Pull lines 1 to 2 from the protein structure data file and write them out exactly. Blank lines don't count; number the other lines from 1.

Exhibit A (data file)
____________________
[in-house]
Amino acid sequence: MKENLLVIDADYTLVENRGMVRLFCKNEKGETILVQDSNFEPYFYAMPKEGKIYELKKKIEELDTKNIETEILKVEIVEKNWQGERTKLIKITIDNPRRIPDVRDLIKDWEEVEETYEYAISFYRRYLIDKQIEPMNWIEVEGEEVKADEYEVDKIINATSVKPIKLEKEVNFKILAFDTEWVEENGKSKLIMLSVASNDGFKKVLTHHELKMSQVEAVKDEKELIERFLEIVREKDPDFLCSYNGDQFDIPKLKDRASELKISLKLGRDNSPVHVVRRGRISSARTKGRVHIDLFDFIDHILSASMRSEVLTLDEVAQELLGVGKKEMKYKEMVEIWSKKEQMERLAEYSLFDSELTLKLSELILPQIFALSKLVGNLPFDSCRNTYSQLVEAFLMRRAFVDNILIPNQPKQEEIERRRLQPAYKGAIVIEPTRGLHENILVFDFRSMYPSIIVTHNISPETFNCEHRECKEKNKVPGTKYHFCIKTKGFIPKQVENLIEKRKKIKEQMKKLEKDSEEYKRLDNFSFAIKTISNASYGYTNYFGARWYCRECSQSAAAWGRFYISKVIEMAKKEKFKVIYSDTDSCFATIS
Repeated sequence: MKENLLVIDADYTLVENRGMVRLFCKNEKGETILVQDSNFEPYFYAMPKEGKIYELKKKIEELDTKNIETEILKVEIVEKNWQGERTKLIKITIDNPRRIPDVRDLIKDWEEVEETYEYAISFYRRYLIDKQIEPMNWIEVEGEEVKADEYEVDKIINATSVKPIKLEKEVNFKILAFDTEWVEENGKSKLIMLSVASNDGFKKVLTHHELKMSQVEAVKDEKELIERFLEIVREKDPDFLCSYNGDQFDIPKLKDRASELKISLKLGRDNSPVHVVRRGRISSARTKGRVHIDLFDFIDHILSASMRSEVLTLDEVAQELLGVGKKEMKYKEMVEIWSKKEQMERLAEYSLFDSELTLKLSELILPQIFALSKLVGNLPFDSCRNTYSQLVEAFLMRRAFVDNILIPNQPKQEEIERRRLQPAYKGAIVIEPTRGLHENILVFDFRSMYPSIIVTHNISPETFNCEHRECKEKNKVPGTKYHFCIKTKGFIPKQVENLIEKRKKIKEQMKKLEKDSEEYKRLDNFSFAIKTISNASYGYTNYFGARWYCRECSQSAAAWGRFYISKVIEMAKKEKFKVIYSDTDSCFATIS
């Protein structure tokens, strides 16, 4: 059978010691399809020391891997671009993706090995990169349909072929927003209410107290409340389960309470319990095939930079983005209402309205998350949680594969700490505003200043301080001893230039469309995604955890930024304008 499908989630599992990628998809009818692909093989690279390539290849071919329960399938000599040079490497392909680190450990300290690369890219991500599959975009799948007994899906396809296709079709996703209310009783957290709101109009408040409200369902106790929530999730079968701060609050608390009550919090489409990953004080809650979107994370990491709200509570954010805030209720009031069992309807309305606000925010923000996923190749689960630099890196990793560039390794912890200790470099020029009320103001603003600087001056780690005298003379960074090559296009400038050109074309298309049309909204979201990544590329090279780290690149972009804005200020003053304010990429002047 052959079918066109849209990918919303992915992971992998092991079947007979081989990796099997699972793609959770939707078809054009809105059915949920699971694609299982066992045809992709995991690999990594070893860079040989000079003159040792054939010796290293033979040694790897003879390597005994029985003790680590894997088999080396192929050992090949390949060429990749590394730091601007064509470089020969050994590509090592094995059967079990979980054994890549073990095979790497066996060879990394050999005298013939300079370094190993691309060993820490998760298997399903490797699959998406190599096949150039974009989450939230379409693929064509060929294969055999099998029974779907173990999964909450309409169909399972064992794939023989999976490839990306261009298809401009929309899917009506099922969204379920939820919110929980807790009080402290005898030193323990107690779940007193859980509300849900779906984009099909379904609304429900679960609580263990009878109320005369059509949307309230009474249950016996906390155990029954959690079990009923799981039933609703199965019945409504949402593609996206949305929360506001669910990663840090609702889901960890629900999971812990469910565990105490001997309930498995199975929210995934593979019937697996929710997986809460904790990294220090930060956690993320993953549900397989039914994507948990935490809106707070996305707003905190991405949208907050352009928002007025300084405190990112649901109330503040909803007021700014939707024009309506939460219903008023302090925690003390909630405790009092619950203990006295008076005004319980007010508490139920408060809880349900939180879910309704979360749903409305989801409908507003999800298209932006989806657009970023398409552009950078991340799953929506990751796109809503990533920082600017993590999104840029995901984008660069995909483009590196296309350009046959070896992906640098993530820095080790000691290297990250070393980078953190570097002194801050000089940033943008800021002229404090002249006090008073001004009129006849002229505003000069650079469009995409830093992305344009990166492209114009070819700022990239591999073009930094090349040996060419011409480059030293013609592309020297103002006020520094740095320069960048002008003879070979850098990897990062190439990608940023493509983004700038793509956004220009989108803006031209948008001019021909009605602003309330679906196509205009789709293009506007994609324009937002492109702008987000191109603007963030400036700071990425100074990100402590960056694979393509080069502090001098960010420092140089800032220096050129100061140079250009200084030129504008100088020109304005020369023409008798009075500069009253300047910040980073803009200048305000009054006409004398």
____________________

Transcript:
[in-house]
Amino acid sequence: MKENLLVIDADYTLVENRGMVRLFCKNEKGETILVQDSNFEPYFYAMPKEGKIYELKKKIEELDTKNIETEILKVEIVEKNWQGERTKLIKITIDNPRRIPDVRDLIKDWEEVEETYEYAISFYRRYLIDKQIEPMNWIEVEGEEVKADEYEVDKIINATSVKPIKLEKEVNFKILAFDTEWVEENGKSKLIMLSVASNDGFKKVLTHHELKMSQVEAVKDEKELIERFLEIVREKDPDFLCSYNGDQFDIPKLKDRASELKISLKLGRDNSPVHVVRRGRISSARTKGRVHIDLFDFIDHILSASMRSEVLTLDEVAQELLGVGKKEMKYKEMVEIWSKKEQMERLAEYSLFDSELTLKLSELILPQIFALSKLVGNLPFDSCRNTYSQLVEAFLMRRAFVDNILIPNQPKQEEIERRRLQPAYKGAIVIEPTRGLHENILVFDFRSMYPSIIVTHNISPETFNCEHRECKEKNKVPGTKYHFCIKTKGFIPKQVENLIEKRKKIKEQMKKLEKDSEEYKRLDNFSFAIKTISNASYGYTNYFGARWYCRECSQSAAAWGRFYISKVIEMAKKEKFKVIYSDTDSCFATIS